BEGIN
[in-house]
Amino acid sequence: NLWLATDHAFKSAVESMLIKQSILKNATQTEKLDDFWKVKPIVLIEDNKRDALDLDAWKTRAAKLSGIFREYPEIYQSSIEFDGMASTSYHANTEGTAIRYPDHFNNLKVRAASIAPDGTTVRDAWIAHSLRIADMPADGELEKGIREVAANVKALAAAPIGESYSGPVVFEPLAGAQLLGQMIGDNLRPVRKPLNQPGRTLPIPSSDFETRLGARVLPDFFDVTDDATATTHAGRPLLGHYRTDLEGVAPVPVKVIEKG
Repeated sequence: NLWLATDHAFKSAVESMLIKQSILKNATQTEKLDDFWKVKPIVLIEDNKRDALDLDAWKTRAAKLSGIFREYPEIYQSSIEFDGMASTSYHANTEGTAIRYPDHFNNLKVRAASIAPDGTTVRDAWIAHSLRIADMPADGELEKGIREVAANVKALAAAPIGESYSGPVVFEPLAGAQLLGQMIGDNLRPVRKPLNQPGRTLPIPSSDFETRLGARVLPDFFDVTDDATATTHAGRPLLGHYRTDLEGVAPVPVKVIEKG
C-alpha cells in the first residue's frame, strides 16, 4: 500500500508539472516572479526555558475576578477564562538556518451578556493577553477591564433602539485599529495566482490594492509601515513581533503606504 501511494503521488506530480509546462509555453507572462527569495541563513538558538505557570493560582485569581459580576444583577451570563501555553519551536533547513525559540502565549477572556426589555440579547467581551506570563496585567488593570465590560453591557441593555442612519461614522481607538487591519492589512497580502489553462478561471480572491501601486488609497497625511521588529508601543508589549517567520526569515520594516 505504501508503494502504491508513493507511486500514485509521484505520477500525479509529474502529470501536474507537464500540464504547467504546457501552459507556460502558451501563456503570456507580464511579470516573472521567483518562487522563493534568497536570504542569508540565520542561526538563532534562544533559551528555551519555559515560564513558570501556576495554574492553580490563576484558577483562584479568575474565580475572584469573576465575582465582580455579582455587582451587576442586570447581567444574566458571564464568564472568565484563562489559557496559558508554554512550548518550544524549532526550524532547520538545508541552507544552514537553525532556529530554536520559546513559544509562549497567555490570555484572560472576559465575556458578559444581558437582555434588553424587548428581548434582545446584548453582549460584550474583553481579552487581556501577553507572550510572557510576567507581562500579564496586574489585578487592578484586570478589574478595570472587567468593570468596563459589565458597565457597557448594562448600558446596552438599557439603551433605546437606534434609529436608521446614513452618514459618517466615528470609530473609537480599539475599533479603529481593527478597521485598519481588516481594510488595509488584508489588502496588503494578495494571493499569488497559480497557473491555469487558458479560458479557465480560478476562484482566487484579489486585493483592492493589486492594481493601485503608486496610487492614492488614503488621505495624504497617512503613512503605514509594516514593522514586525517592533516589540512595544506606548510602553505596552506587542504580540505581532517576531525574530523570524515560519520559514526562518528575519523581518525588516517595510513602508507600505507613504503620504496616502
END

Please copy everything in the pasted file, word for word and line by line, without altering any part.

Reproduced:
[in-house]
Amino acid sequence: NLWLATDHAFKSAVESMLIKQSILKNATQTEKLDDFWKVKPIVLIEDNKRDALDLDAWKTRAAKLSGIFREYPEIYQSSIEFDGMASTSYHANTEGTAIRYPDHFNNLKVRAASIAPDGTTVRDAWIAHSLRIADMPADGELEKGIREVAANVKALAAAPIGESYSGPVVFEPLAGAQLLGQMIGDNLRPVRKPLNQPGRTLPIPSSDFETRLGARVLPDFFDVTDDATATTHAGRPLLGHYRTDLEGVAPVPVKVIEKG
Repeated sequence: NLWLATDHAFKSAVESMLIKQSILKNATQTEKLDDFWKVKPIVLIEDNKRDALDLDAWKTRAAKLSGIFREYPEIYQSSIEFDGMASTSYHANTEGTAIRYPDHFNNLKVRAASIAPDGTTVRDAWIAHSLRIADMPADGELEKGIREVAANVKALAAAPIGESYSGPVVFEPLAGAQLLGQMIGDNLRPVRKPLNQPGRTLPIPSSDFETRLGARVLPDFFDVTDDATATTHAGRPLLGHYRTDLEGVAPVPVKVIEKG
C-alpha cells in the first residue's frame, strides 16, 4: 500500500508539472516572479526555558475576578477564562538556518451578556493577553477591564433602539485599529495566482490594492509601515513581533503606504 501511494503521488506530480509546462509555453507572462527569495541563513538558538505557570493560582485569581459580576444583577451570563501555553519551536533547513525559540502565549477572556426589555440579547467581551506570563496585567488593570465590560453591557441593555442612519461614522481607538487591519492589512497580502489553462478561471480572491501601486488609497497625511521588529508601543508589549517567520526569515520594516 505504501508503494502504491508513493507511486500514485509521484505520477500525479509529474502529470501536474507537464500540464504547467504546457501552459507556460502558451501563456503570456507580464511579470516573472521567483518562487522563493534568497536570504542569508540565520542561526538563532534562544533559551528555551519555559515560564513558570501556576495554574492553580490563576484558577483562584479568575474565580475572584469573576465575582465582580455579582455587582451587576442586570447581567444574566458571564464568564472568565484563562489559557496559558508554554512550548518550544524549532526550524532547520538545508541552507544552514537553525532556529530554536520559546513559544509562549497567555490570555484572560472576559465575556458578559444581558437582555434588553424587548428581548434582545446584548453582549460584550474583553481579552487581556501577553507572550510572557510576567507581562500579564496586574489585578487592578484586570478589574478595570472587567468593570468596563459589565458597565457597557448594562448600558446596552438599557439603551433605546437606534434609529436608521446614513452618514459618517466615528470609530473609537480599539475599533479603529481593527478597521485598519481588516481594510488595509488584508489588502496588503494578495494571493499569488497559480497557473491555469487558458479560458479557465480560478476562484482566487484579489486585493483592492493589486492594481493601485503608486496610487492614492488614503488621505495624504497617512503613512503605514509594516514593522514586525517592533516589540512595544506606548510602553505596552506587542504580540505581532517576531525574530523570524515560519520559514526562518528575519523581518525588516517595510513602508507600505507613504503620504496616502